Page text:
Sadly, sometimes even the people we think should care the most about animals, like shelter workers, simply do not. Which brings us to a story about an animal shelter president in Cheyenne, Wyoming named Bob Fetch. You see, Fetch got upset with an 8-month-old puppy when it bit an employee. Allegedly, Fetch then ordered someone to use pepper spray on the pup a full 24 hours after the incident occurred.
Tanner, the puppy, was already scheduled, so they put him down the very next day.
Residents of Cheyenne are absolutely furious, though, and they aren’t going to let this one go without a fight.
It all started during a training exercise at the shelter. Tanner, the dog in question, bit one of the shelter employees. A full day after the incident, Fetch offered the employee in question a chance to pepper spray Tanner. When she refused, another employee did the dirty deed. Fetch told employees, in the back room where it all went down, that he hoped that no one had a recording device.
Workers at the shelter flushed Tanner’s face with water. The poor baby was coughing up blood and likely terrified and confused when they put him back into his kennel. The following day Tanner was euthanized; alone, terrified, and hurt.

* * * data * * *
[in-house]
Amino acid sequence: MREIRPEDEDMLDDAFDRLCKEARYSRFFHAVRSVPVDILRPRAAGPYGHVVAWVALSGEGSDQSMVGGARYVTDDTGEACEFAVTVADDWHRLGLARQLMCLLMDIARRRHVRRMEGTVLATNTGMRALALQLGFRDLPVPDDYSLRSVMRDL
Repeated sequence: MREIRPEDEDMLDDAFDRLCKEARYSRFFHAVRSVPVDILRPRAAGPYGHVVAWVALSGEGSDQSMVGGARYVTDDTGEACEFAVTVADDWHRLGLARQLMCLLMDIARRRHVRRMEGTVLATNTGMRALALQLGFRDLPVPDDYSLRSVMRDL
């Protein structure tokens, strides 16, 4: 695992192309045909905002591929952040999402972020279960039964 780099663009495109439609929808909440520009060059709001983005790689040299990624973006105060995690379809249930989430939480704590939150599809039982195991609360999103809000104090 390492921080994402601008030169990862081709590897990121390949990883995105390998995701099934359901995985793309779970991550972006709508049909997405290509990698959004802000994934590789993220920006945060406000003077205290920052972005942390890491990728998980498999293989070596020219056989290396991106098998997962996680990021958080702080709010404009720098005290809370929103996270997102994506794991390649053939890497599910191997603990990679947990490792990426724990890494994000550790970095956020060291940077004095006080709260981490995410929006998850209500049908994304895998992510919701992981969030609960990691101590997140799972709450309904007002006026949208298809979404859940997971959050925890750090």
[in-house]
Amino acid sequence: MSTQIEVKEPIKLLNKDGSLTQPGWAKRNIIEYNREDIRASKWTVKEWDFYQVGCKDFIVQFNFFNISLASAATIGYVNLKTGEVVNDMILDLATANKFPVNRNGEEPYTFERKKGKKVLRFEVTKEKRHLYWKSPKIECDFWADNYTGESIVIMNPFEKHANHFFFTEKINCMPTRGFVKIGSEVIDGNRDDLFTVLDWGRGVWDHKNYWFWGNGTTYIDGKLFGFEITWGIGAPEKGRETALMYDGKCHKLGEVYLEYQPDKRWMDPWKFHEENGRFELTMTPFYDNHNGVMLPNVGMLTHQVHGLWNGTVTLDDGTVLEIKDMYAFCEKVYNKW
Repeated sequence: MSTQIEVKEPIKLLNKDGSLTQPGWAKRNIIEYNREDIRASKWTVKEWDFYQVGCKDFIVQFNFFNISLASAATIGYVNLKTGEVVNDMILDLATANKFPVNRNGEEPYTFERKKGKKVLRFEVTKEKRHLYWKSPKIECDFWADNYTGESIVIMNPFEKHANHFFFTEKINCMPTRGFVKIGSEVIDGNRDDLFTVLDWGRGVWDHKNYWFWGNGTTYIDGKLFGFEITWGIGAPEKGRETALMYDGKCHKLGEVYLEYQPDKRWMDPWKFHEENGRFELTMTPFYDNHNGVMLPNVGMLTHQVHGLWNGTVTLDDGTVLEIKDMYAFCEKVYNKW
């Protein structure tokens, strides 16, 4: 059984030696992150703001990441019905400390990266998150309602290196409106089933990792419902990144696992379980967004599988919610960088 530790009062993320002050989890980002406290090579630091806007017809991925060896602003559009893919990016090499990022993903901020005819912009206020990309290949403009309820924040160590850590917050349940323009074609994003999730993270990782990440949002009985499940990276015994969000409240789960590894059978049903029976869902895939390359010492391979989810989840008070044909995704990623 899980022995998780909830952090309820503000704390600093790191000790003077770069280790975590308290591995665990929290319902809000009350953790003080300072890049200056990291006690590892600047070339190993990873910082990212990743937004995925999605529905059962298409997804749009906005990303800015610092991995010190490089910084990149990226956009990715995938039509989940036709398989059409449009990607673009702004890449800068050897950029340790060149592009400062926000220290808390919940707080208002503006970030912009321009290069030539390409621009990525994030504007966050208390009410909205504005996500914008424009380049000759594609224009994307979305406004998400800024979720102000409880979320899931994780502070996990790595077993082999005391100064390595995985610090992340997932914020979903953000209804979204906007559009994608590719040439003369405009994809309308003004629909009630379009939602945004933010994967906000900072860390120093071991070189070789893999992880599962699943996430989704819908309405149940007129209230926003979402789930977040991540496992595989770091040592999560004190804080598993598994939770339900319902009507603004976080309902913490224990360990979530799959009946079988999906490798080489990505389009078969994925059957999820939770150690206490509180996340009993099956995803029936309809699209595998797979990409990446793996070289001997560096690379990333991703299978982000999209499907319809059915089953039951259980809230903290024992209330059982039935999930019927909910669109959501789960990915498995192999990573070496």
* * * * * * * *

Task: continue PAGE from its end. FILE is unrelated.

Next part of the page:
Fetch absurdly claims that he did not mean to hurt the dog, according to the Animal Rescue Site.
“There was never any intent to cause injury or damage to the animal involved,” said Fetch.
In his statement, Fetch went on to say that the decision to spray the dog was personal and driven by “an intense desire to protect our employees.” He said that he regrets that he didn’t consider any alternatives before making the order.
As you can see by the photo above, the locals didn’t believe the shelter president’s empty words. One of the other employees, Community Cat Program Coordinator Jay Klapel is one of the witnesses to the incident.
“This demonstration is not only a gross abuse of power,” wrote Klapel, but it is absolutely abuse of the animal involved — it was the cruel and intentional infliction of pain, fear, and suffering.”
The reaction of the residents was intense and it was swift. They demanded justice for Tanner and they weren’t going to back down.
Protesters lined the street, and they demanded that Fetch should pay for what he did to that poor animal.
The board at the shelter held an emergency meeting. They suspended Fetch for 60 days without pay. They also adopted a policy against pepper spraying animals. However, they did not find him guilty of intentionally harming that animal.
After the 60 day suspension, Fetch can come back to his job. The only requirement is that he must prove to them he has a plan in place so that such a thing does not happen again.
The residents of Cheyenne, though, continue to call for Fetch’s full resignation — and we don’t think they are going anywhere anytime soon.